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John R. Keville

John Keville is managing partner of the firm’s Houston office and member of the firm’s Executive Committee. His practice is dedicated to intellectual property litigation, including patent, trade secret, trademark, and copyright litigation. He has been lead trial counsel in patent litigation matters in a number of technologies, including mechanical and chemical oilfield technologies, electronic devices, and digital signal processing. He has also been lead or co-counsel in a number of technology-driven litigations related to the Internet involving trade secrets, trespass, the computer fraud and abuse act, and free speech rights of Internet posters.

In addition, Mr. Keville has litigated patent-related antitrust cases, including cases involving failure to disclose patents to standard-setting organizations and Walker Process antitrust claims.

Mr. Keville also counsels clients on intellectual property enforcement and procurement matters, litigation strategy, settlement negotiations, and licensing.

Representative Experience

M-I, LLC v. Argus Green LLC et al. Obtained an $11,000,000 jury verdict against Argus Green (a company set up by two former M-I employees and an investment group to pursue technology developed at M-I) and Argus Green’s officers. The jury unanimously found for M-I on all claims, including theft of trade secrets, breach of contract, conversion, and computer fraud and abuse, and also awarded exemplary damages against each defendant. The final judgment transferred ownership of defendants’ patent applications to M-I, and granted injunctive relief.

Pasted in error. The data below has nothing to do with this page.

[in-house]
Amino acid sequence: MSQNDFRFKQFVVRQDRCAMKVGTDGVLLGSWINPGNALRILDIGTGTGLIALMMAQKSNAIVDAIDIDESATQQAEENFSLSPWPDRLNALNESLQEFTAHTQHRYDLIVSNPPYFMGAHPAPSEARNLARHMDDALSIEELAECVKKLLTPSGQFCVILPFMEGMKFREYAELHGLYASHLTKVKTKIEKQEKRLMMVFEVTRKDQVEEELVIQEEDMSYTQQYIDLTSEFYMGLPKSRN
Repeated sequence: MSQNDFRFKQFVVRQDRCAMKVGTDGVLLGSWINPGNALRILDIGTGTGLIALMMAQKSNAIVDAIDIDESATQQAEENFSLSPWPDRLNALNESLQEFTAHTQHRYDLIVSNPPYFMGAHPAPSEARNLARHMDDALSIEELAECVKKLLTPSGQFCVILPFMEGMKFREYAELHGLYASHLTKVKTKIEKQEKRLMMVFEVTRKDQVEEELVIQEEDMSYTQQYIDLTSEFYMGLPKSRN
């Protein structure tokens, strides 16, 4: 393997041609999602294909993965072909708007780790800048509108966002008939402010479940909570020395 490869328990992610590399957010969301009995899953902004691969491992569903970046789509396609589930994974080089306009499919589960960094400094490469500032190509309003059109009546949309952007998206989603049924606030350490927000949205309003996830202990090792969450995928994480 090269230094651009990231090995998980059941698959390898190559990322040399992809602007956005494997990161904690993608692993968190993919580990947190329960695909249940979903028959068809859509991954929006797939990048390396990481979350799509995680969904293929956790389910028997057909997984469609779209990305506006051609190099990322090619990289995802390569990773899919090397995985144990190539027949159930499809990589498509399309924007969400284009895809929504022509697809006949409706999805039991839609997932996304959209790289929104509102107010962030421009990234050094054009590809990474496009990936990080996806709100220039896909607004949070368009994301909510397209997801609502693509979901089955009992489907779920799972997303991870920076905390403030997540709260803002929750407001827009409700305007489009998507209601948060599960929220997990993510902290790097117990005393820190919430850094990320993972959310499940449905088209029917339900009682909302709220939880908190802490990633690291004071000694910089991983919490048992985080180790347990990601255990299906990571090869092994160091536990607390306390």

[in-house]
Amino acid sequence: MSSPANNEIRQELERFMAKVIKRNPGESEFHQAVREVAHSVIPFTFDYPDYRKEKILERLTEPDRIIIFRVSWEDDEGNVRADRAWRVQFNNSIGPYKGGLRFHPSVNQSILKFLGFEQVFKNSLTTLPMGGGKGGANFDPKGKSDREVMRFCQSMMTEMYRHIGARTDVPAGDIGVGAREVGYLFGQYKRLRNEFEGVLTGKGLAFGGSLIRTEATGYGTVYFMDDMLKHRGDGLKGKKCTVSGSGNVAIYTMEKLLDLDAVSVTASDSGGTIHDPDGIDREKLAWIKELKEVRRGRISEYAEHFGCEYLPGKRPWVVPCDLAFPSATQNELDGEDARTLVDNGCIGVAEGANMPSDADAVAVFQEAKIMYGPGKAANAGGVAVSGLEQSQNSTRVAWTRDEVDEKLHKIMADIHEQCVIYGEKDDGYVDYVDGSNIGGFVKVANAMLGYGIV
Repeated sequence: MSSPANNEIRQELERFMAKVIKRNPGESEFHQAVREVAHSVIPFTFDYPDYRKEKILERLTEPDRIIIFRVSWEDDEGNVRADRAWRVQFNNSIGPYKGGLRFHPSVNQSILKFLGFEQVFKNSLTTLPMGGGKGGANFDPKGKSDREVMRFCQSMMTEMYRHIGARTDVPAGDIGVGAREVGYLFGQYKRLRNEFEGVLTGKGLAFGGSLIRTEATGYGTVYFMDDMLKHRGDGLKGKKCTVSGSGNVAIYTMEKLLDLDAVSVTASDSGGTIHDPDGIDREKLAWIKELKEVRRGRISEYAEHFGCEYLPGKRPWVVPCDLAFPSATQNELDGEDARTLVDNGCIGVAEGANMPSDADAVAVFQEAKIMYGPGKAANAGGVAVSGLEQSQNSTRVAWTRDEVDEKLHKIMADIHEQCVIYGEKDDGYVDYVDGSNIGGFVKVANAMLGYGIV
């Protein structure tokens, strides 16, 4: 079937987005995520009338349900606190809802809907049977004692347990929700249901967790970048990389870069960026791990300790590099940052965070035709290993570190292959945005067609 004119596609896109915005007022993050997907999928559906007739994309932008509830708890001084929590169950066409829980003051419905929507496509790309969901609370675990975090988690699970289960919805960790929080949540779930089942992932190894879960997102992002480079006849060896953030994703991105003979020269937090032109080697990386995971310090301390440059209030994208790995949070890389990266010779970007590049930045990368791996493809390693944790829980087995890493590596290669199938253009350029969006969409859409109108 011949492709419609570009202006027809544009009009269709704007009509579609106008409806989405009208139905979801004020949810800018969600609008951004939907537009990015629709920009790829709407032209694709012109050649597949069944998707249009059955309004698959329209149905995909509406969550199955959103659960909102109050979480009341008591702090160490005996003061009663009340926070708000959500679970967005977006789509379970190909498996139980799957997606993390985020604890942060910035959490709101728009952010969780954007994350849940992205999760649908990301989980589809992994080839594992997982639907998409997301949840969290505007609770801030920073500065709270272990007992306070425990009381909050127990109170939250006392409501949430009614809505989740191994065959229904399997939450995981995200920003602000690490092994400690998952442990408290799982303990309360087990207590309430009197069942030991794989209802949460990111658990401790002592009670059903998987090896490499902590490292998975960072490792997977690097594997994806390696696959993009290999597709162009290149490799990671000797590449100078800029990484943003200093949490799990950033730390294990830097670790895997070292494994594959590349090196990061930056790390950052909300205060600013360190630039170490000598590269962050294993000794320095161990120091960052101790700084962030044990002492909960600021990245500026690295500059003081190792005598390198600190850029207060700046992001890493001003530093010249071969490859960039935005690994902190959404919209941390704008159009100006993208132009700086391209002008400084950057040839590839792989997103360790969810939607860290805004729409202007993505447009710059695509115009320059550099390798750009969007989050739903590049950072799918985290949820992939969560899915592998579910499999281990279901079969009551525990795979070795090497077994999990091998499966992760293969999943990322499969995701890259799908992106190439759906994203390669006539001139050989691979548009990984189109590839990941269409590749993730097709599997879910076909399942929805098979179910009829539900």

Warehouse Assoc. Corp. v. Celotex Corp. As co-lead trial counsel, obtained a no liability jury verdict for defendant Celotex. The case involved claims for fraud and breach of contract, based on Celotex’s sale of property to Warehouse Assoc. under a contract that included an “As Is” provision. Although the case had been through ten years of litigation, including summary judgments and appeals, the jury deliberated just one hour – and explained that time was only spent because it took more than 45 minutes to receive the trial exhibits in the jury room.

eDigital v. Pentax of America et al. Representing defendant Coby Electronics in this multi-defendant patent litigation, Mr. Keville was lead counsel in claim construction and cross-examined the inventor/expert at the Markman hearing. Plaintiff’s patents were directed to the use of flash memory to record audio signals. After the court ruled against eDigital on each of the key claim terms, eDigital was forced to settle for nuisance value.

Nextsport, Inc. v. Dream Int’l USA Inc. Just six months after the case was filed, Dream obtained summary judgment that it did not infringe Nextsport’s patent. When the remaining claims could not be settled, a bench trial went forward. Following the bench trial, the district court held all the asserted patent claims invalid, held the patent unenforceable, and awarded Dream Int’l USA all of its attorneys’ fees. The case then settled (very favorably).

Performance Aftermarket Parts Group, Ltd. v. TI Group Automotive Systems, Inc. Representing declaratory judgment defendant TI Automotive, obtained a judgment of patent infringement after trial. The patent at issue was directed to electronic fuel pump control technology. The case settled prior to the damages phase.

Trace-Wilco, Inc. v. Symantec Corp., et al. Represented McAfee in a patent litigation where plaintiff asserted patents to network profanity filtering software. McAfee was the last defendant not to pay to settle, and after showing its patent invalidity summary judgment basis, the plaintiff agreed to file a dismissal with prejudice—without receiving any payment or consideration.